I .. may have gone off on a tangent.

    • MadCleric says:

      Not a tangent at all! I think your thoughts are helpful and get back to what Gygax said in the DMG about simulation vs. game. And, fwiw, well done with your son. A wise play, in my book.

  2. Beoric says:

    Um,,, if you got as far as the green slime I don’t see how you didn’t learn enough to trigger part 2 of the module.

    But leaving that aside, if you really did screw up, as long as there are PCs still alive the module may be over but the PCs careers are not.

    The PCs can canvass the town and the countryside for clues as to who was in there, what they were doing, and where they may have gone, and find other clues to lead them to part 2 of the module, or the next module in the series. As long as they have clever ideas that might work, and are not just spinning their wheels, the DM doesn’t need to “call” the adventure.

    Failing all of that, they can move on to other adventures, while the villains grow in power and come back to threaten the PCs at a later date. What you call “failure”, I call “recurring villain”.

    So I guess I would choose #5. But I am not sure that doing so is a “violation” of the module, because that is not how these modules were supposed to be used. The DM is supposed to tailor the module to the needs of his own campaign. And as UK1 suggests, it is the DM’s job to figure out how to deal with unexpected events (keeping in mind that UK1 does not actually stipulate a failure state – your DM inferred that).

    • MadCleric says:

      Well, like I said, #5 would usually be my approach. However, we got to the slime and then turned around and left, leaving evidence that we had been there. So the bandits/pirates/whatever they were would have seen and then fled the scene. That’s why our DM deemed it a failure.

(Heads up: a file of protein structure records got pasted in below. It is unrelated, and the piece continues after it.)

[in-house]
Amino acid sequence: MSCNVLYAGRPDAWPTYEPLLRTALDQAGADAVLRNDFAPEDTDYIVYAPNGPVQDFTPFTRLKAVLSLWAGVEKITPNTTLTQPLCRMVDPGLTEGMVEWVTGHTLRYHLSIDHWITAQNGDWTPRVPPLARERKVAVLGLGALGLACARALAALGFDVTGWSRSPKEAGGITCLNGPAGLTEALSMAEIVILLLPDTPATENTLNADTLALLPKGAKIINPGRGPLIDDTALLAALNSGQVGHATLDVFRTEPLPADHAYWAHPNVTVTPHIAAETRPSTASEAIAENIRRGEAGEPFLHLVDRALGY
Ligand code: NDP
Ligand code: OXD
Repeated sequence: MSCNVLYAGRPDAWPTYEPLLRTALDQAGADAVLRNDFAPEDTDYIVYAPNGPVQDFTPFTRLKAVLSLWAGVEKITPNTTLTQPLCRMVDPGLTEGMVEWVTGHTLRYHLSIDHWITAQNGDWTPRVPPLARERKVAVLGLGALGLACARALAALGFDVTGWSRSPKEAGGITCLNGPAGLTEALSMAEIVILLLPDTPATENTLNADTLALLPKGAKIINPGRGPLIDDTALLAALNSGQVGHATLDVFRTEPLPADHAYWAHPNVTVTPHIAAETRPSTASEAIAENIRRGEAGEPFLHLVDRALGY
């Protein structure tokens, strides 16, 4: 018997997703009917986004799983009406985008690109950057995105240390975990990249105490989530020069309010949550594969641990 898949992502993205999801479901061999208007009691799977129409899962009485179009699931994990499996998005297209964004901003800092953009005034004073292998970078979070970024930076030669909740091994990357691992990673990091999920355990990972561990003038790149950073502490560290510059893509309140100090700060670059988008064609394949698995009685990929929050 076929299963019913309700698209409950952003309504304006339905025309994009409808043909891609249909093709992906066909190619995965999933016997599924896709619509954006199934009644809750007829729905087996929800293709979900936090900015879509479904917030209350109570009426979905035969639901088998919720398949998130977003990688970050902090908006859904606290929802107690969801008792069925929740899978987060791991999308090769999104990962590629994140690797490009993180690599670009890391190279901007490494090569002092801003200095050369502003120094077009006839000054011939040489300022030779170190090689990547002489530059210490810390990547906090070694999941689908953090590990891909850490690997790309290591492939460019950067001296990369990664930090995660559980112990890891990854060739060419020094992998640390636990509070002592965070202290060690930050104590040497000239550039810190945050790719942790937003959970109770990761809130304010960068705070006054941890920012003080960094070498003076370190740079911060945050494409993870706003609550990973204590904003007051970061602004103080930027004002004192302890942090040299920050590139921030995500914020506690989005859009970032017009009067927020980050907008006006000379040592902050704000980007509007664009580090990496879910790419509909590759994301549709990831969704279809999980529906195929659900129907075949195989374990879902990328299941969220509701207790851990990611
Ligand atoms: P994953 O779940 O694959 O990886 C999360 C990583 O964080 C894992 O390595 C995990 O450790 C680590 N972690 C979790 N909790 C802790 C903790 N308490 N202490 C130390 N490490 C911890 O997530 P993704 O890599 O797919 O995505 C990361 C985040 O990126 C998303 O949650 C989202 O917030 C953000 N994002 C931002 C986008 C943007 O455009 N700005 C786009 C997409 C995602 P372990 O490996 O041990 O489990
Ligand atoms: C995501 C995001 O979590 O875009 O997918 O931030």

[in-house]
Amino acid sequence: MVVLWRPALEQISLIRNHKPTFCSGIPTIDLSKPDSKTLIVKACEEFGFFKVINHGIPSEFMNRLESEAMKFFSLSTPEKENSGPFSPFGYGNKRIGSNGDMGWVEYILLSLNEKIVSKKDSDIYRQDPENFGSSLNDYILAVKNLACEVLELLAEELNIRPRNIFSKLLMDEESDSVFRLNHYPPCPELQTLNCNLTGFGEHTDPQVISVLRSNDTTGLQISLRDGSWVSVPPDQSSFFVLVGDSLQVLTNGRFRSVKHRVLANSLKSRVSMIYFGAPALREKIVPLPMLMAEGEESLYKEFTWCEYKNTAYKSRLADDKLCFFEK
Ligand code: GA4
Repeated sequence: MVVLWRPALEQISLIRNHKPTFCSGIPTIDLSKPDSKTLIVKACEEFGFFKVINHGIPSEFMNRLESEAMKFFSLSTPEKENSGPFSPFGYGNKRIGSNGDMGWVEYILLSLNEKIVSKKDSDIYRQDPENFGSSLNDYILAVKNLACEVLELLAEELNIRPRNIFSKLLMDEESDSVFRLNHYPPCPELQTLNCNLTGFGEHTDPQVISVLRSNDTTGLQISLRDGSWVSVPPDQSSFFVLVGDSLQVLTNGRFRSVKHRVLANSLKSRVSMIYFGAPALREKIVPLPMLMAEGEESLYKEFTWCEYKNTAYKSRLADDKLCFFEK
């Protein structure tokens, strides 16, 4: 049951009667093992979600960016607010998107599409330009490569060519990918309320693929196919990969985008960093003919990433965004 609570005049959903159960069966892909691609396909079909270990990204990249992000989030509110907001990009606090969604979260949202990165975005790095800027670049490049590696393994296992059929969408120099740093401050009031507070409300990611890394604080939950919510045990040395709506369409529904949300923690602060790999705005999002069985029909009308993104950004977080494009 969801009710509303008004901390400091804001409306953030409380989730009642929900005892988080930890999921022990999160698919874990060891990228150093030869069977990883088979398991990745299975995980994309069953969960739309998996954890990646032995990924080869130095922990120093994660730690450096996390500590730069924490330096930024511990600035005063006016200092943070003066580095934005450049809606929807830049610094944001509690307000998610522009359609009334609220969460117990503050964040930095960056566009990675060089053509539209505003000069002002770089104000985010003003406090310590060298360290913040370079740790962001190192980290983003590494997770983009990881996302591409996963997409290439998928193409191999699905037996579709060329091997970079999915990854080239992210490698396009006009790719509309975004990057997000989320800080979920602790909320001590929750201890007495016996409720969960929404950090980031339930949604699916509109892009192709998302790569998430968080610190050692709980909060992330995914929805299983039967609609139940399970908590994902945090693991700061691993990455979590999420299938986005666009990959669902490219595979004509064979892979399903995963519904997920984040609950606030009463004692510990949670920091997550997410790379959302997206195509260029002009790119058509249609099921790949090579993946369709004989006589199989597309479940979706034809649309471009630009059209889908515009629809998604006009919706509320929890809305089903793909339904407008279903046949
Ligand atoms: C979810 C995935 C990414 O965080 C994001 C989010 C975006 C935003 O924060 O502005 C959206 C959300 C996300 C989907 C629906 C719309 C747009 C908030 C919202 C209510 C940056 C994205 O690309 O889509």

• martywalser says:

      I’m all for the recurring villain theme. I’ve run many adventures where the bad guys escaped, and either been woven back into the campaign later, or they succeeded in whatever scheme they were working and moved on to the next thing. The PCs can try to pursue that plot thread further, or move on as well depending upon the player’s desires.

      If the players still show an interest, I will make up whatever scheme might be next for the bad guys. If they don’t show any interest, I’ll usually fade that group of bad guys into the background (maybe another group of adventurers got involved).

  3. Having just looked at the module, I can’t how this is a loss. While the big bad from part one was not defeated, they were driven off and the plot of part one resolved. Having carried out even this small effort, I cannot see why the option to move onto part two would not be given to the players after some R&R.

  4. Jeff says:

    For the most part, the Rebels lost in “Empire Strikes Back” and everybody seems to agree that it is the greatest “Star Wars” movie of all time. And yet it went right into the plot of “Return of the Jedi”, so I don’t know how you can call not beating the bad guys on the first try “losing at D&D”. Did the Rebels “lose at Star Wars”? A good GM will figure out how the PCs “failing” at the module affects the greater world, and from that come new opportunities for the PCs to have more adventures and maybe even get revenge! Truly it is only “losing D&D” if your players didn’t have fun, or, perhaps, if the group never plays again. There’s always more story, more modules, more things to do, more adventures to have. When my players fail, they always “fail forward”- whatever happens, something else comes of it that brings with it new opportunities for adventure.

    • MadCleric says: